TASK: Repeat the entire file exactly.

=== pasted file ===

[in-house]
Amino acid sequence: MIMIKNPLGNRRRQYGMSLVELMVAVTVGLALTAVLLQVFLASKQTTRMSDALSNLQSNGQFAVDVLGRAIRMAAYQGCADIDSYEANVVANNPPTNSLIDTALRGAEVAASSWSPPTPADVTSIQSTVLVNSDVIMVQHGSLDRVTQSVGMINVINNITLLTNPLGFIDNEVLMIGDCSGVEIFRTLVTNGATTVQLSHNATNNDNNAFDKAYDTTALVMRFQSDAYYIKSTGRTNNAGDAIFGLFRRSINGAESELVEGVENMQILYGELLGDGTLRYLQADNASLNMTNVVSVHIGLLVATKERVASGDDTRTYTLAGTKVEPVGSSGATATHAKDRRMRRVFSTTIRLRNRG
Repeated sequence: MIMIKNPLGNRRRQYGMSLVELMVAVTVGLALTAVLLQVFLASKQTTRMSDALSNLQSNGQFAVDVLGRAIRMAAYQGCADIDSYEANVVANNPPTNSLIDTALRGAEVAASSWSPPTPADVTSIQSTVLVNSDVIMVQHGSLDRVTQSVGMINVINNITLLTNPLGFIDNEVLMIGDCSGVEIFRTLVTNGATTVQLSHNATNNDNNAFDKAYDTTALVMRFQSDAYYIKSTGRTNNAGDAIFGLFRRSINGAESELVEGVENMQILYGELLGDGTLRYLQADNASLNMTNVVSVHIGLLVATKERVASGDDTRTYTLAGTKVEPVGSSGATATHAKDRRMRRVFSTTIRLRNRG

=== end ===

[in-house]
Amino acid sequence: MIMIKNPLGNRRRQYGMSLVELMVAVTVGLALTAVLLQVFLASKQTTRMSDALSNLQSNGQFAVDVLGRAIRMAAYQGCADIDSYEANVVANNPPTNSLIDTALRGAEVAASSWSPPTPADVTSIQSTVLVNSDVIMVQHGSLDRVTQSVGMINVINNITLLTNPLGFIDNEVLMIGDCSGVEIFRTLVTNGATTVQLSHNATNNDNNAFDKAYDTTALVMRFQSDAYYIKSTGRTNNAGDAIFGLFRRSINGAESELVEGVENMQILYGELLGDGTLRYLQADNASLNMTNVVSVHIGLLVATKERVASGDDTRTYTLAGTKVEPVGSSGATATHAKDRRMRRVFSTTIRLRNRG
Repeated sequence: MIMIKNPLGNRRRQYGMSLVELMVAVTVGLALTAVLLQVFLASKQTTRMSDALSNLQSNGQFAVDVLGRAIRMAAYQGCADIDSYEANVVANNPPTNSLIDTALRGAEVAASSWSPPTPADVTSIQSTVLVNSDVIMVQHGSLDRVTQSVGMINVINNITLLTNPLGFIDNEVLMIGDCSGVEIFRTLVTNGATTVQLSHNATNNDNNAFDKAYDTTALVMRFQSDAYYIKSTGRTNNAGDAIFGLFRRSINGAESELVEGVENMQILYGELLGDGTLRYLQADNASLNMTNVVSVHIGLLVATKERVASGDDTRTYTLAGTKVEPVGSSGATATHAKDRRMRRVFSTTIRLRNRG